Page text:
What I Do
Deborah Cannada, Librarian - West Side Elementary School, Charleston, WV.
It is a slap in the face of American workers for President Bush to recess appoint Eugene Scalia, an outspoken opponent of ergonomics and other worker protection initiatives, to be the Solicitor of Labor.
This is an appointment that by all standard rules should not have happened. Eugene Scalia's nomination faced intense and broad opposition in the United States Senate and from an array of worker advocates because of his track record of extreme and relentless opposition to ergonomics protections and other worker protection initiatives. In these situations, people with grace withdraw their nominations, and Administrations with intentions to work in a bi-partisan fashion withdraw them in favor of more mainstream candidates.
It has been clear since early fall that Eugene Scalia could not be confirmed by the Senate. The recess appointment today simply underscores the Bush Administration's lockstep allegience to the corporate agenda of blocking needed worker protections. Ten months ago, Secretary Chao promised a comprehensive plan on ergonomics. Today we see the first action of substance in that plan—the appointment as Solicitor of Labor an individual who for ten years has fought ergonomics protections whenever and wherever possible, calling ergonomics "quackery" and questioning whether repetitive strain injuries are real. This does not bode well for the Secretary keeping her promise to protect workers from these crippling injuries.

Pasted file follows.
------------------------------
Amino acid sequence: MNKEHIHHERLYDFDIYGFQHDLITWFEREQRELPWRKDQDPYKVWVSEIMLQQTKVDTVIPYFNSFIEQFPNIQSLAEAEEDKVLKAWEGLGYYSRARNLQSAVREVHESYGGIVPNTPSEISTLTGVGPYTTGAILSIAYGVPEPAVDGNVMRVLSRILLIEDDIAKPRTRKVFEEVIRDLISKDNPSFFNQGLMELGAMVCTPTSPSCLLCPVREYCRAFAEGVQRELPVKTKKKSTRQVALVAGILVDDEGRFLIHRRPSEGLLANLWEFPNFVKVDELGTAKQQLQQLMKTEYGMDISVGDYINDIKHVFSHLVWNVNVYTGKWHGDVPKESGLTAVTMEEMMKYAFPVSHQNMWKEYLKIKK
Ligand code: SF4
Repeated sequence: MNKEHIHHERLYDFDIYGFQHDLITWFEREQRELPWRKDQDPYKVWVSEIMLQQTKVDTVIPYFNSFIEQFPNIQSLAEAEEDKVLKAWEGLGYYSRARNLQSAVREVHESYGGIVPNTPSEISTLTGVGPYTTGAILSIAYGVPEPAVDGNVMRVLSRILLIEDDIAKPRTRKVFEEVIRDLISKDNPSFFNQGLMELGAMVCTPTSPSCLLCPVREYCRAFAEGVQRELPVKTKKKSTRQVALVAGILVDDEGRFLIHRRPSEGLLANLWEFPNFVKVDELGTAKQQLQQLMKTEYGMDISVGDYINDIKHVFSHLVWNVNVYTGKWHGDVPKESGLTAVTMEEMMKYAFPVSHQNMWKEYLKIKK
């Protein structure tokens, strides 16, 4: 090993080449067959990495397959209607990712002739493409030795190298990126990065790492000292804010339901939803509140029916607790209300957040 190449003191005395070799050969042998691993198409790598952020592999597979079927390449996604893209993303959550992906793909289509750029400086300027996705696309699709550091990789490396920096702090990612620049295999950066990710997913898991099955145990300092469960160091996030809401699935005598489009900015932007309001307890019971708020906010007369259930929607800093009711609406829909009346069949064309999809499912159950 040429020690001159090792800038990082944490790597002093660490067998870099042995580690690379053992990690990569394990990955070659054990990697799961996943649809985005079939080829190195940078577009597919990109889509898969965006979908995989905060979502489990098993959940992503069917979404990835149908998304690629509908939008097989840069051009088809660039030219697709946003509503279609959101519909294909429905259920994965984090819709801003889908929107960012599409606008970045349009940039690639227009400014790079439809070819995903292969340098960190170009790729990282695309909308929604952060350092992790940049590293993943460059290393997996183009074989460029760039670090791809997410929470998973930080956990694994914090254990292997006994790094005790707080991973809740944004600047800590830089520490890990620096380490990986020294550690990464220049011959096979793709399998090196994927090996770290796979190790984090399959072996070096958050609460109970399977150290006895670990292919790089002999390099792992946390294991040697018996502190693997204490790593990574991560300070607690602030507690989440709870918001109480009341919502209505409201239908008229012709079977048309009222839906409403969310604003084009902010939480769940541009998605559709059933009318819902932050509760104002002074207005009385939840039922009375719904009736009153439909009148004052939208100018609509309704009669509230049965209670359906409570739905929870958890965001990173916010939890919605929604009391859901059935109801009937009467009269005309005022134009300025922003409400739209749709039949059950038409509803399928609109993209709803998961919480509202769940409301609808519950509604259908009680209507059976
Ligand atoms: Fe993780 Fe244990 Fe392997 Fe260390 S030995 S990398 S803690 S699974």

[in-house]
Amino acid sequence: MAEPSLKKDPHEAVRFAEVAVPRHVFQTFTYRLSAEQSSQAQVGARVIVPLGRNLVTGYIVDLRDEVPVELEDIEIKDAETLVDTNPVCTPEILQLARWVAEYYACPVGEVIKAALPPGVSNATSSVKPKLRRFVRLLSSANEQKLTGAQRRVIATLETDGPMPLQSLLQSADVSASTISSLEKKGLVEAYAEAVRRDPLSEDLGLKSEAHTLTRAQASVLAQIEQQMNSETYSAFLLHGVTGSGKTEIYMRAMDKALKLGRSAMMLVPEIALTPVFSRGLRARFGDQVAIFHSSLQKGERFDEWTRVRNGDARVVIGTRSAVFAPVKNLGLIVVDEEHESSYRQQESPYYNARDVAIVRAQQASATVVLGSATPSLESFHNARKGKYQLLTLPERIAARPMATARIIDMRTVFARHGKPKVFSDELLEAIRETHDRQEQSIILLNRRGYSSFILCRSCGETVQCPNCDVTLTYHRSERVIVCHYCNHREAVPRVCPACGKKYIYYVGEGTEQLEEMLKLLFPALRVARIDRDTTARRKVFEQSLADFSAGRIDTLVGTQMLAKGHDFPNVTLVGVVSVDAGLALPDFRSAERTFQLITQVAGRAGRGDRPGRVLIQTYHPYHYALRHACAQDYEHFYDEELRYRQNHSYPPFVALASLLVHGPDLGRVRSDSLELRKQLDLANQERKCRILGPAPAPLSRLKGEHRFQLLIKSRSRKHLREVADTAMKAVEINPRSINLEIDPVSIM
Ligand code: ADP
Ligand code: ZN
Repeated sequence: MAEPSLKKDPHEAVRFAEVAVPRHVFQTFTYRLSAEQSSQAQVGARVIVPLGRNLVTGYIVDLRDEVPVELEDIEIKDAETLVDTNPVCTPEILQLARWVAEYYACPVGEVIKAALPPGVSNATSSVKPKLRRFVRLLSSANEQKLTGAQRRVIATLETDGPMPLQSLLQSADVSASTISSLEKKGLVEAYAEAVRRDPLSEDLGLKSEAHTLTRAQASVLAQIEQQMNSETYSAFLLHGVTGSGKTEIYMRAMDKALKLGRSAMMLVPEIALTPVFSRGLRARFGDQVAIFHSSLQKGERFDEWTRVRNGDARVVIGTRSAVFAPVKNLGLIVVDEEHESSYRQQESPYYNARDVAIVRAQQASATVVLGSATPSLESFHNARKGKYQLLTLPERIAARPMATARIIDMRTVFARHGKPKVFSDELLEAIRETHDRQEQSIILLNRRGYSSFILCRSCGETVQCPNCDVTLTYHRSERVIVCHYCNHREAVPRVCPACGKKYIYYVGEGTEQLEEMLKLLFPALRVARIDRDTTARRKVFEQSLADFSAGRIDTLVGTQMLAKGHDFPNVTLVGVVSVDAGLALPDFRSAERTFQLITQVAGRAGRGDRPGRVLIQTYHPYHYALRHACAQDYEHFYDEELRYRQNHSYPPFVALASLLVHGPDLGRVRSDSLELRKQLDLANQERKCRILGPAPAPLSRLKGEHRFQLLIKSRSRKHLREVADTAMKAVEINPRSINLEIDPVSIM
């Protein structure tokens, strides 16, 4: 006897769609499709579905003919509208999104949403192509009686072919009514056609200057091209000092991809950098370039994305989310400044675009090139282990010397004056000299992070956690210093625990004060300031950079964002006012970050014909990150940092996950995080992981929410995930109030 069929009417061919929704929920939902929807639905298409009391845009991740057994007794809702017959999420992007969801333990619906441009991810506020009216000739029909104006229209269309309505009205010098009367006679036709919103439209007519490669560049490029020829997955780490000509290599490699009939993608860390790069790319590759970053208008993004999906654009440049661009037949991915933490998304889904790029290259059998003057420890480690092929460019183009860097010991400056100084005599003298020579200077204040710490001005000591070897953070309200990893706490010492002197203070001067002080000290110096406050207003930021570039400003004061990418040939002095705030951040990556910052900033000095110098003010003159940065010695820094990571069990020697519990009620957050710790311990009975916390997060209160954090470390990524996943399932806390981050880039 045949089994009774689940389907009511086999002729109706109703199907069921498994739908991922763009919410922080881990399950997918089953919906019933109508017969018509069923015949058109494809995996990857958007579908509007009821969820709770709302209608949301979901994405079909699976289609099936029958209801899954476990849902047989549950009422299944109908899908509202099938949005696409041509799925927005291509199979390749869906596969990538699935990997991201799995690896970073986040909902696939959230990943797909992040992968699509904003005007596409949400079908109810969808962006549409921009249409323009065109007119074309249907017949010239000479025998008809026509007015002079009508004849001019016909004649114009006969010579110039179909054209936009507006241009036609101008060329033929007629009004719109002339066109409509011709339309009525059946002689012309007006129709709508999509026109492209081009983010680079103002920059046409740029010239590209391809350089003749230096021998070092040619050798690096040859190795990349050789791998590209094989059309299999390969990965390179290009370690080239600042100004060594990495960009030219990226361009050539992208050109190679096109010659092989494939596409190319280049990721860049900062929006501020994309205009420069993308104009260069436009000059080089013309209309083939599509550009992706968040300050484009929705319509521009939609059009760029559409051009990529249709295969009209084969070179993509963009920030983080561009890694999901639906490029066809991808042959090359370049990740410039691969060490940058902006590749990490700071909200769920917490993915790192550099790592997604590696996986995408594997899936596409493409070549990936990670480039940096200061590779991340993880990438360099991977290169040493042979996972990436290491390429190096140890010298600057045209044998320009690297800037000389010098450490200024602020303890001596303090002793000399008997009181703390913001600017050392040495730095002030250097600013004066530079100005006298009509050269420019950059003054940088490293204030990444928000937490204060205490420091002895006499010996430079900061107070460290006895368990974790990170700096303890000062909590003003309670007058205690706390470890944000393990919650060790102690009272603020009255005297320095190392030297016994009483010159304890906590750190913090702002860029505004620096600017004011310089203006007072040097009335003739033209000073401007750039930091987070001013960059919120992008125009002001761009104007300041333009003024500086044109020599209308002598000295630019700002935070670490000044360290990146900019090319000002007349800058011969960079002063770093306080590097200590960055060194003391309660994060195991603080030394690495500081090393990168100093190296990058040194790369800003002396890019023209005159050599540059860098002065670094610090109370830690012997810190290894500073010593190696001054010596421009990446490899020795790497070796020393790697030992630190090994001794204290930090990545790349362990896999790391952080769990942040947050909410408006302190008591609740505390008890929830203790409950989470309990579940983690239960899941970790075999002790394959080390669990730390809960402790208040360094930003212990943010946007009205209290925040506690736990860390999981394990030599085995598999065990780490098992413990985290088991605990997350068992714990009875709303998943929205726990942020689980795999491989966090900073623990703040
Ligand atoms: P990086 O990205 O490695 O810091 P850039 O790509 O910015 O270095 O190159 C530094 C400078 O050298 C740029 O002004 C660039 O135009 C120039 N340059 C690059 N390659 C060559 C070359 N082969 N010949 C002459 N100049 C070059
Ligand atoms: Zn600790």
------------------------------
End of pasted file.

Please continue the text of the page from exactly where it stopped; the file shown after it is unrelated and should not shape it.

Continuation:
Workers depend on the Solicitor of Labor for implementing and enforcing workplace safety, wage and hour, pension security, and other critically important protections. Eugene Scalia promised during his confirmation hearing to vigorously enforce the law on behalf of American workers. We hope he spoke the truth. Only time will tell.
Contact: Kathy Roeder 202-508-6947
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